How will/should scenarios such as this be handled?

    Doug Neumann, the Hatteras PM, responded with the following.

    This is actually a really involved question and the answer ultimately depends on the tool you are using for source control.  I'm a program manager for Team Foundation, so let me explain to you how we advocate users do this. Just in case you aren't familiar with Team Foundation, you can read more at http://msdn.microsoft.com/vstudio/teamsystem.

    With Team Foundation, we advocate that users model promotion levels with branches.  Effectively, successive levels of promotion are handled in different branches of the source code.  Developers typically do their work in the branch corresponding with the lowest promotion level.  Changes are merged to higher levels of promotion when they are ready.  Following each promotion, there may be a period of stabilization in the target branch when developers can check in to that branch directly in order to address bugs that weren't caught before promotion.  With Team Foundation, we even have the ability to cherry-pick specific bug fixes when merging between branches, so you don't have to take unwanted changes from the source branch, even if they exist in the same file.

    With Team Foundation, as with VSS, we create branches in the path space of the repository.  To the user, the branch operation looks like a copy operation, but we maintain a lot of state about the relationship between files that makes it possible for us to handle merging changes in an intelligent fashion.  One nice thing about path-space branching is that we can use normal file system ACLs to manager access rights.  Where this comes into play with promotion modeling is that you can lock down each branch so that only authorized users are allowed to check in to them.

    So to get the SOX compliance you're looking for, we'd advise you to create at least 2 promotion levels.  The first would be the dev branch where day to day work is performed.  The second is the approved branch where approved changes are merged.  You would then lock down that second branch so that only the authorized personnel could check into it.  Because your source is in version control, you'll always have the audit trail of who changed what to prove that only authorized people have been making changes in that branch.

    [Update]  Fixed formatting.

  • Buck Hodges

    Command line reference (h.exe)

    The Team Foundation Version Control command line reference for the December CTP is now available.  I have posted it as an article as well.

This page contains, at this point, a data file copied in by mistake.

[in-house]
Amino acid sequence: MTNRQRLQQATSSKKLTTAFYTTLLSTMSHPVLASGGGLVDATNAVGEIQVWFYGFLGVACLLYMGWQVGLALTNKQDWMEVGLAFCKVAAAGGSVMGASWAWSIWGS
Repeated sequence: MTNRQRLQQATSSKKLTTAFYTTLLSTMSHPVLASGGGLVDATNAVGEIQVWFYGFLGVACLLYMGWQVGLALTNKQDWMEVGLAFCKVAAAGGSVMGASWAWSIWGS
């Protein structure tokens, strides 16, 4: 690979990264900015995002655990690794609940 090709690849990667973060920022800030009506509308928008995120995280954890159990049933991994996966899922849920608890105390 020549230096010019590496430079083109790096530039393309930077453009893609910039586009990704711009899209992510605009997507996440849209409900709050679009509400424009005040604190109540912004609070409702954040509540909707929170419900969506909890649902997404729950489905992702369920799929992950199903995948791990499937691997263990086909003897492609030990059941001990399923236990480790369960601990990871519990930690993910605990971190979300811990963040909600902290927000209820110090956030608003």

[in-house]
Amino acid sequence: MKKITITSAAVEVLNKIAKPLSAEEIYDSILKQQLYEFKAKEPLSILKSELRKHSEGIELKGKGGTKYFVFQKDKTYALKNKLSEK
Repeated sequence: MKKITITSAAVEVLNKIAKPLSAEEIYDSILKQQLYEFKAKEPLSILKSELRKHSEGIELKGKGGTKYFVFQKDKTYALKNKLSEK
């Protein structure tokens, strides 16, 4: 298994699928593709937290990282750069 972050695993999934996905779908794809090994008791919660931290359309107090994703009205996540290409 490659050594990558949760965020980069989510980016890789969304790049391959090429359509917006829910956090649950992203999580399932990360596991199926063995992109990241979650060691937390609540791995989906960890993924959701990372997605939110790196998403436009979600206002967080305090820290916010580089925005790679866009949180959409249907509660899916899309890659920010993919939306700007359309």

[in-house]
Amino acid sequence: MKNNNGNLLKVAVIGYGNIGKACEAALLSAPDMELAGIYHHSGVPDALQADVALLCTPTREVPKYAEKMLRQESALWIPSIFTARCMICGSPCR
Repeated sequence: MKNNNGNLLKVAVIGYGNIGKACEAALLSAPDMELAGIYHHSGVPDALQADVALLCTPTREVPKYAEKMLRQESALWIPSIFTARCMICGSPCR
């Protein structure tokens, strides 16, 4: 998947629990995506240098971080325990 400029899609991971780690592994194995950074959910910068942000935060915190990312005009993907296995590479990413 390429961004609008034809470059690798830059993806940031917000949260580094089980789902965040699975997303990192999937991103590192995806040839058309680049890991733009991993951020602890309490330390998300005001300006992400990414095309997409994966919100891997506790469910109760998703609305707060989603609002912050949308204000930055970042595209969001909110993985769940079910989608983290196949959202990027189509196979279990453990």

• Buck Hodges

    Team Foundation Version Control Command Line Reference document


    The docs are now on MSDN.

    Command Line Reference (Visual Studio Team Foundation)

  • Buck Hodges

    Team Foundation Version Control command line summary

    Rob Caron put together a very nice one-page command line summary for h.exe.  I've posted it as an article (Team Foundation Version Control Command Line Summary document).  Check it out if you want to see the list of command and options for h.exe.
  • Buck Hodges

    Team Foundation Version Control Command Line Summary document


    Command line summary for tf.exe.  This was put together by Rob Caron.

    You may also want to see the full Team Foundation Version Control Command Line Reference as well.

    This is pre-release documentation and is subject to change in future releases.




    tf Add itemspec [lock:none|checkin|checkout] [/type:filetype] [/noprompt] [/recursive]


    tf Branch olditem newitem [/version:versionspec] [/noget] [/lock] [/noprompt] [/recursive]


    tf branches [/s:servername] itemspec


    tf Changeset [/comment:comment|@commentfile] /s:servername [/notes:(“NoteFieldName”=”NoteFieldValue”|@notefile)] [/noprompt] ([/latest]|changesetnumber)


    tf checkin [/author:authorname] [/comment:("comment"|@commentfile)] [/noprompt] [/notes:(“Note Name”=”note text”|@notefile)] [/override:reason|@reason] [/recursive] filespec …]


    tf checkout [/lock:(none|checkin|checkout)] [/recursive] [/type:encoding] itemspec


    tf delete [/lock:(none|checkin|checkout)] [/recursive] itemspec


    tf difference itemspec [/version:versionspec] [/type:filetype] [/format:(visual|unix|ss)] [/ignorespace] [/ignoreeol] [/ignorecase] [/recursive] [/options:"options"]